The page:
A drawing by the Renaissance master has sold for more than any other Botticelli work.
A painting revealed to be a genuine van Dyck portrait during an episode of the Antiques Roadshow has failed to sell at auction.
Scientists using infrared imagery have discovered a portrait of a bow-tied man beneath Picasso's masterpiece.
The manager of the youth club who has laid claim to the latest Banksy artwork said yesterday he has received death threats after he "took an opportunity" to save his struggling youth service by removing the artwork.
Dennis Stinchcombe MBE, leader of struggling Broad Plain and Riverside Youth Project, said he had taken around 40 phone calls from angry street art fanatics.
He said: "People have been calling up and telling us we have no right to take it down, that it is public and we are stealing.
"People have even said they are going to come down here and sort us out, all sorts of nasty things to us. We have even had death threats."
He said if he hadn't taken the artwork "someone else would have and I wasn't going to let that happen".
Bristol City Council is yet to comment, and local police have not opened an investigation following the removal of the work.
CCTV has filmed a group of mystery men installing the latest Banksy art piece in Bristol in the early hours of Sunday morning.
After arriving in a white van, the group, dressed in high visibility jackets, brought out a blue canvas and walked around the side of the van.
The new Banksy street art has been dubbed 'Mobile Lovers' in Bristol and has already been taken away by the local Boys Club to prevent vandalism - and replaced by a replica.
A youth club leader has removed a Banksy mural hours after it was located to central Bristol. Mobile Lovers was posted to the street artist's website on Monday but its location was not disclosed.
Dennis Stinchcombe, the leader of the Broad Plain & Riverside Youth Project, whose property is where the Banksy was found, said: "I was approached by somebody who knows Banksy very well.
"We need £120,000 to keep going and our fundraising appeal has so far only brought a few thousand pounds. Now we've ended up with a Banksy on our doorstep. It is a dream come true. I'm absolutely buzzing.
"If anyone wants to see it they can come in here and put a donation in the box if they feel like it."
A Banksy artwork has been removed from the wall it was screwed to - just hours after it was tracked to a location in central Bristol.
Mobile Lovers was posted to the celebrated street artist's website on Monday but its whereabouts was not disclosed. It was later tracked down to Clement Street.
But at 4pm, a group of men from the financially struggling Broad Plain & Riverside Youth Project - situated just beside the piece - used crowbars to remove it.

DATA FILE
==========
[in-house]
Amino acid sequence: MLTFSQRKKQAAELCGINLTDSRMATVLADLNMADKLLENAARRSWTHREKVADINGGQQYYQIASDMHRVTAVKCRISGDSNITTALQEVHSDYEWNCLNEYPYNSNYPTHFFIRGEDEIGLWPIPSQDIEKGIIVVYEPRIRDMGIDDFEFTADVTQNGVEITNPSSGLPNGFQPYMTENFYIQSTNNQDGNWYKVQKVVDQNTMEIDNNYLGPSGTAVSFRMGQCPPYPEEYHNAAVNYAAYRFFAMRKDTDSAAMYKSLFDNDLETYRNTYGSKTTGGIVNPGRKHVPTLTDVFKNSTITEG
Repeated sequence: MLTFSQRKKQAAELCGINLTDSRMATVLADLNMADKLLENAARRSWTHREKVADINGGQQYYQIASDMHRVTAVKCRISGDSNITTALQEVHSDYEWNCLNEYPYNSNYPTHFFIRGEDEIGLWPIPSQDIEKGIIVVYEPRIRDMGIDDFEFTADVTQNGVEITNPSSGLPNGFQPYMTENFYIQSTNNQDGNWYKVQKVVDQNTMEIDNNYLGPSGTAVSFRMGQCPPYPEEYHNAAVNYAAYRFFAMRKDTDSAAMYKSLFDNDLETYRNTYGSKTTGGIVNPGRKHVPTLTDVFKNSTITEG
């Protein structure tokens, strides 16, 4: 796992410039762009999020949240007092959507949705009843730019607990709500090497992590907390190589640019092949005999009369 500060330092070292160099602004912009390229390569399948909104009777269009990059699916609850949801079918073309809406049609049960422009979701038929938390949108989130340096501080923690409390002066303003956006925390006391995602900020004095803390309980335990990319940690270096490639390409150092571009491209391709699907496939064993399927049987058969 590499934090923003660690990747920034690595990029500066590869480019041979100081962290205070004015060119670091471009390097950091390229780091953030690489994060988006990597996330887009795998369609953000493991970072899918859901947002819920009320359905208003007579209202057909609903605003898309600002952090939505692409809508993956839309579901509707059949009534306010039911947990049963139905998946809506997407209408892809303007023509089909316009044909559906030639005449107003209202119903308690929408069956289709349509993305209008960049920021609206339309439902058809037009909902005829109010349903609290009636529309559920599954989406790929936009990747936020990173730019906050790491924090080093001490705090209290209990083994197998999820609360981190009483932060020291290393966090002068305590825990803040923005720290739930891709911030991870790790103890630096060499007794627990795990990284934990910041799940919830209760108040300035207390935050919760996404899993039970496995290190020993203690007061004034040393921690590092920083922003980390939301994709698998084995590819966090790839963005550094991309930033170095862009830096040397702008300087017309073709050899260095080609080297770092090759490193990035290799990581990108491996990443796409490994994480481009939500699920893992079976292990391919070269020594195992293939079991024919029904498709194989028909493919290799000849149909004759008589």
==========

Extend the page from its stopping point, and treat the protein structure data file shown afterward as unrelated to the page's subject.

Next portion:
A sign appeared on the boarded up doorway stating: "NOTICE: The new Banksy piece is being held by our club to prevent any vandalism being done. You are free to come and view but a small donation will be asked of you. Thanks."
Dennis Stinchcombe MBE, 58, leader of the youth project, said he had been urged to take the piece by a friend of Banksy.
A mystery piece by Banksy that appeared online yesterday has been found by ITV News.
The mural, which would be Banksy's first official work since his New York 'residency' last year, depicts a couple embracing while looking over each other's shoulders at their phones.
The piece is thought to be on Clement Street, just off the M32, and next to the entrance of Broad Plain Boys' Club in central Bristol.
A impressionist painting by Camille Pissarro sold for £19.9 million - almost five times the previous record for a single work by the artist.
Boulevard Montmartre, Matinee De Printemps was described by Sotheby's in London as "one of the greatest impressionist works to come to auction in a decade".
Sotheby's said the $32.1 million sale price was more than four times the seven million dollars paid in 2009 for Le Pont Boieldieu Et La Gare D'Orleans Rouen, Soleil.
The previous record for a piece by Pissarro was $14.6 million paid for a quartet of works entitled Les Quatre Saisons in 2007.
A £100,000 painting has been stolen from the home of an 89-year-old woman who was fooled by a fraud scam, Scotland Yard said. Detectives are appealing for help to recover the haul, taken from an address in South Kensington, London, on January 18.
It included The Comet of 1858 by Samuel Palmer, plus jewellery and bank cards. The woman was telephoned by someone claiming that her bank cards had been used in a crime and that she needed to contact her bank. She tried to call the bank but the caller had not hung up and stayed on the line.
The victim believed she was speaking to her bank, but in fact it was still the original caller who told her that someone would attend her address and collect her cards. They also asked if she had anything of value in the house and the victim mentioned the painting, Scotland Yard said.
Two signed works of art by Damien Hirst were taken from an upmarket gallery after a suspect stormed the building in Blenheim Crescent, Notting Hill, London, between 3am and 3.30am on Monday.
The burglar entered the gallery by forcing open the front doors and drove the items away in a dark-coloured hatchback-type vehicle towards Ladbroke Grove, the Metropolitan Police said.
The stolen pieces feature multi-coloured dots - the larger work is entitled Pyronin Y, which was created in 2005 and worth £15,000 and the other is called Oleoylsarcosine, which is valued at £18,000.
Detective Sergeant Jon Lightfoot, from Kensington and Chelsea Borough, said: "It appears the suspect has specifically targeted the two pieces.
"The items would have been visible in the back of the car and we are appealing for any witnesses or anyone with information to please come forward."
Two signed Damien Hirst works of art worth £33,000 have been stolen from a gallery in London, Scotland Yard said.